On August 21, 2004, Mitchell Temple-Medhurst drowned while visiting Main Beach in Port Stanley, Ontario.
Mitchell and three other children were under the care of three agency workers from Madame Vanier Children Services. The four boys were playing 30 m from shore in chest-deep water while the agency workers supervised them from shore. At the time, three lifeguards were monitoring the more than 600 m of shoreline from one central lifeguard tower over 150 m from where the boys were playing.
These circumstances led to Mitchell's disappearance and to the subsequent discovery of his body on the lake bottom 45 min. later.
Michael Shane, the Society's safety management director, testified as an expert witness at the inquest.
The highlights of his report include:
- Third party care givers should adhere to the Lifesaving Society admission policy when planning trips to supervised sites - see the Lifesaving Society Guide to Public Pools Regulation, in which specific age, swimming ability and bather supervision requirements are listed.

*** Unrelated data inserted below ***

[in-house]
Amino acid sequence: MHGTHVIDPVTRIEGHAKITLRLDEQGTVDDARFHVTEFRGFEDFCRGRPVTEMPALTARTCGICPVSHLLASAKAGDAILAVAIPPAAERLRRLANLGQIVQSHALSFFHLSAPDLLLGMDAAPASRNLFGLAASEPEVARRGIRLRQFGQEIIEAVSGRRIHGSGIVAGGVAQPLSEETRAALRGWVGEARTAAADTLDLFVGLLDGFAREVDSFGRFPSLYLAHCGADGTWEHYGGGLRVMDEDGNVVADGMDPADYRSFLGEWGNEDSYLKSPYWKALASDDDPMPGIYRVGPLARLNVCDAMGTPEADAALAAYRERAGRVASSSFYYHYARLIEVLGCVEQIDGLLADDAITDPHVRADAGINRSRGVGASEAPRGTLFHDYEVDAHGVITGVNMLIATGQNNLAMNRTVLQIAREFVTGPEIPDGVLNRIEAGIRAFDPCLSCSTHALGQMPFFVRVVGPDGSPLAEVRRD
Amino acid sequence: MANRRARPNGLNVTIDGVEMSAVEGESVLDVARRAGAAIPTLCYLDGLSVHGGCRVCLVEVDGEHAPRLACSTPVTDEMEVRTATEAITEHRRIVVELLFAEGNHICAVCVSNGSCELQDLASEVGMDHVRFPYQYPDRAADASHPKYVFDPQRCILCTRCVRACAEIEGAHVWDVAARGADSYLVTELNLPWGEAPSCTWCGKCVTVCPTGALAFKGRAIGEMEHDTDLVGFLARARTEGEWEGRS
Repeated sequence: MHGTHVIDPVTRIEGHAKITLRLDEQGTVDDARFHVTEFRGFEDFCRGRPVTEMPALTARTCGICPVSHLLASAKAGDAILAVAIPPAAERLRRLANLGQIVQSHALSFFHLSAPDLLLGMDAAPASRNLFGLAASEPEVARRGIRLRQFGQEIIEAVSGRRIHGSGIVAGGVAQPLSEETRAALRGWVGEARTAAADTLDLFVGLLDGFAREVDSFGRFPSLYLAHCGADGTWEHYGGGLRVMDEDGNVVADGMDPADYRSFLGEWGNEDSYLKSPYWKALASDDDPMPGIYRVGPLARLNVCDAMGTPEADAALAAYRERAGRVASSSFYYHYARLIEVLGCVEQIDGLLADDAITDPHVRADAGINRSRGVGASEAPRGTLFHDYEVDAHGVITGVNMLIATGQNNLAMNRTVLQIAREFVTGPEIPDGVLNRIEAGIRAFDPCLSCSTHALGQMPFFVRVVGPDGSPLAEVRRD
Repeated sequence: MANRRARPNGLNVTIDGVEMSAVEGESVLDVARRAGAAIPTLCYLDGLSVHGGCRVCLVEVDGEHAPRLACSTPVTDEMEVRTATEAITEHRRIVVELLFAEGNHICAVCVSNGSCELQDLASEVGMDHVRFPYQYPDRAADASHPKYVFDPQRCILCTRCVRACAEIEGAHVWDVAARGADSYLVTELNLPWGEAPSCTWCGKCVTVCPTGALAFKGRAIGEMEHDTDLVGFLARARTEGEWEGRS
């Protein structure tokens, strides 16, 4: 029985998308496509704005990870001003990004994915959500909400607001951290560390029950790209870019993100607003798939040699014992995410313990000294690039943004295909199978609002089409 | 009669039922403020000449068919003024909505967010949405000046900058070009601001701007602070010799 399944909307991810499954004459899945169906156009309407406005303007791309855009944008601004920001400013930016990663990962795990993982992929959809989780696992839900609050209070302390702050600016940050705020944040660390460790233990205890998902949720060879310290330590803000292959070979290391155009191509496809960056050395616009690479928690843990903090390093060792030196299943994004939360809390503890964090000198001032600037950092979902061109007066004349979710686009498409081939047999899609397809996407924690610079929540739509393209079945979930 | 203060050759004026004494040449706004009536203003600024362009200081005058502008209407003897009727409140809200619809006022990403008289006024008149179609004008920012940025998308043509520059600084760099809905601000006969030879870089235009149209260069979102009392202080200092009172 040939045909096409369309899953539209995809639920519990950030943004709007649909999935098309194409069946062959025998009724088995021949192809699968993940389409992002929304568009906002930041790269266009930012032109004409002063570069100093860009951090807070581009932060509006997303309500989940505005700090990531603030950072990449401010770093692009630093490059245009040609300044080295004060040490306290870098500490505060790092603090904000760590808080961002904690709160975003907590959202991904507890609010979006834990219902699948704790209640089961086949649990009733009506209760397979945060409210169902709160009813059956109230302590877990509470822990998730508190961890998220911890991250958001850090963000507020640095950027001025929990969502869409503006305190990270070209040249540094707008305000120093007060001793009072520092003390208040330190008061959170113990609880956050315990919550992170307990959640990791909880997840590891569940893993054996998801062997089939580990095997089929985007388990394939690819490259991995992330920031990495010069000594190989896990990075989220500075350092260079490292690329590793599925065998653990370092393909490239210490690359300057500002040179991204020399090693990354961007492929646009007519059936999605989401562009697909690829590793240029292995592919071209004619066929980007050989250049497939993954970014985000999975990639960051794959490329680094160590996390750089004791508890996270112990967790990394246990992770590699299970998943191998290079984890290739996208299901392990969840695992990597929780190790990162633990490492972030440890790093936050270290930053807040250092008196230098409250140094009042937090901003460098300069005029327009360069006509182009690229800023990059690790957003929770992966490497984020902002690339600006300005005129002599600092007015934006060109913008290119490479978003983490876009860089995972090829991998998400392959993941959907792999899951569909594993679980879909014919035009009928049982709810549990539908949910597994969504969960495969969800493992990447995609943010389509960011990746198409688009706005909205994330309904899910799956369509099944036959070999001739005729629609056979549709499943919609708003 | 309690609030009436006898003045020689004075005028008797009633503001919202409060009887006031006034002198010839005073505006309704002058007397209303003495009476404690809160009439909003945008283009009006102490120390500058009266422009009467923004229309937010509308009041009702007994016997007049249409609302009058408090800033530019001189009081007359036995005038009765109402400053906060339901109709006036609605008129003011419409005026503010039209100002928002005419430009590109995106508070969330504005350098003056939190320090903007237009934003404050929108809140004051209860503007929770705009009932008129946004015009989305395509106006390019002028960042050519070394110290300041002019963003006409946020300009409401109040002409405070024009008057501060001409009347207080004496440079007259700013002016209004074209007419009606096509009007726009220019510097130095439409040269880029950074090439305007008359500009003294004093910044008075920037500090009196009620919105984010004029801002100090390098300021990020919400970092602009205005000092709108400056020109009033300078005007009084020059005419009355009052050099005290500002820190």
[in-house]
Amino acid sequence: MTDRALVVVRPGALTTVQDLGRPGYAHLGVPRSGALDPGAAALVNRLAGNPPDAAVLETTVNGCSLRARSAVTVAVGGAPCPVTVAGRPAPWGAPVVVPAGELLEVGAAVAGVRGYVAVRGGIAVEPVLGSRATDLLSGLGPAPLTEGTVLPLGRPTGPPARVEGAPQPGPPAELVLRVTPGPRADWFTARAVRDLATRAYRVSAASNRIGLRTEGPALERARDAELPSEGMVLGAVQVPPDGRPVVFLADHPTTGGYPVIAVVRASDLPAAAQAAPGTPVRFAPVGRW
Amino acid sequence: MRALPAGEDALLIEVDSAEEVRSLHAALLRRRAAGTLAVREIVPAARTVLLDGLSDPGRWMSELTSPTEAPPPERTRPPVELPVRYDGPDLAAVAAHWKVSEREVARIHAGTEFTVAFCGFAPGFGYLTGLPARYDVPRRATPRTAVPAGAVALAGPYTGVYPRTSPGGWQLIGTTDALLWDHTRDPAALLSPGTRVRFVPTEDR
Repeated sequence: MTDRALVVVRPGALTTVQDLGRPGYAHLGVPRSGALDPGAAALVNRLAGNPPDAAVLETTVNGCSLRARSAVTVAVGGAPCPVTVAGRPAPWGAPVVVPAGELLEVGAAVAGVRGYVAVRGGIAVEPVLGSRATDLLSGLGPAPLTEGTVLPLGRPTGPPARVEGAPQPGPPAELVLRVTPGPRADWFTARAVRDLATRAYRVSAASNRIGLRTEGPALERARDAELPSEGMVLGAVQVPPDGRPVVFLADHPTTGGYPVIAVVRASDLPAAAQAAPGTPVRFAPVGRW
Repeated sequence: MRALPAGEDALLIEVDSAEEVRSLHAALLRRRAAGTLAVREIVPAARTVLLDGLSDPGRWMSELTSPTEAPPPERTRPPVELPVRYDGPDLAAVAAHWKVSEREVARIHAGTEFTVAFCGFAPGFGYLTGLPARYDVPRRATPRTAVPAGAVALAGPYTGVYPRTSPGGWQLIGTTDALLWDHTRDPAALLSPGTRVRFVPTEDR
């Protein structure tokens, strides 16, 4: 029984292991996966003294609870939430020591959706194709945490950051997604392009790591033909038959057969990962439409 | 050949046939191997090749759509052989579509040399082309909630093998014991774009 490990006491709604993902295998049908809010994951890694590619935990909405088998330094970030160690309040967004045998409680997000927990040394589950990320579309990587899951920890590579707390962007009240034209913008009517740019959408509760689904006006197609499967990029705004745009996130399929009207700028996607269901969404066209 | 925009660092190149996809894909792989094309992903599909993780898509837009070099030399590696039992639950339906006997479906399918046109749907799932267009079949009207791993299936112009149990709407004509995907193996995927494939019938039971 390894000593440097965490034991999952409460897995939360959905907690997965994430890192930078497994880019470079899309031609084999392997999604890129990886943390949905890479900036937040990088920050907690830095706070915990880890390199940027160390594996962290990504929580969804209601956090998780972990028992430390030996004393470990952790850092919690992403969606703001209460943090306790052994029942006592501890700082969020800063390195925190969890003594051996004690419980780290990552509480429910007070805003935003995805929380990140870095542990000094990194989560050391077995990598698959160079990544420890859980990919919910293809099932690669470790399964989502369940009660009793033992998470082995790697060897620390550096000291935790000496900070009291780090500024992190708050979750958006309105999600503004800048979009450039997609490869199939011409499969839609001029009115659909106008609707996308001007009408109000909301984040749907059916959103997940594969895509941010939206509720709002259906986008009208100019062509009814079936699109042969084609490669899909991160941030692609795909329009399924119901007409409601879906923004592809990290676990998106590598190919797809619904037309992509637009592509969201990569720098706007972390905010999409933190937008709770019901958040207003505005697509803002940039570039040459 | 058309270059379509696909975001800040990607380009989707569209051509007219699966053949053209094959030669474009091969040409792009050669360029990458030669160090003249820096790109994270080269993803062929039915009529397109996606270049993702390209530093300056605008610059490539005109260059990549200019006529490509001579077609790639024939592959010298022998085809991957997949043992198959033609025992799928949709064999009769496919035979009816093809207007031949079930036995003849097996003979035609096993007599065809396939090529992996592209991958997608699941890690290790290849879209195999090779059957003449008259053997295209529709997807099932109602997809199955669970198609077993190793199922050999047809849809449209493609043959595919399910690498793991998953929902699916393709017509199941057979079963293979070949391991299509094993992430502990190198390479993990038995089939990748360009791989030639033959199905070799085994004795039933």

- Waterfront operators should establish guidelines for safe beach supervision and post them in the staff office. These guidelines should dictate when and where lifeguards are to be stationed, their zones or responsibility, and their rotation patterns. The Lifesaving Society should participate in this review.
- Ensure that lifeguards and part-time or volunteer firefighters are readily identifiable at all times, on land and in water.
- Coordinate response protocols and encourage interaction through training sessions among emergency personnel, i.e., fire, ambulance and police with the beach patrol.
- With assistance from the Lifesaving Society and other partner organizations, the Ministry of Health should create, approve and enforce a new regulation governing the operation of supervised public waterfronts.
- Institute a lifejacket loaner program for children swimming at Port Stanley Main Beach.
- Revise the Lifesaving Society Waterfront Safety Guidelines equipment list by adding:
- 1 drowning marker,
- 1 buoyant rope line at least 25 m in length,
- 1 portable megaphone.
As Canada's lifeguarding experts, the Lifesaving Society establishes aquatic safety standards and consults on aquatic safety issues.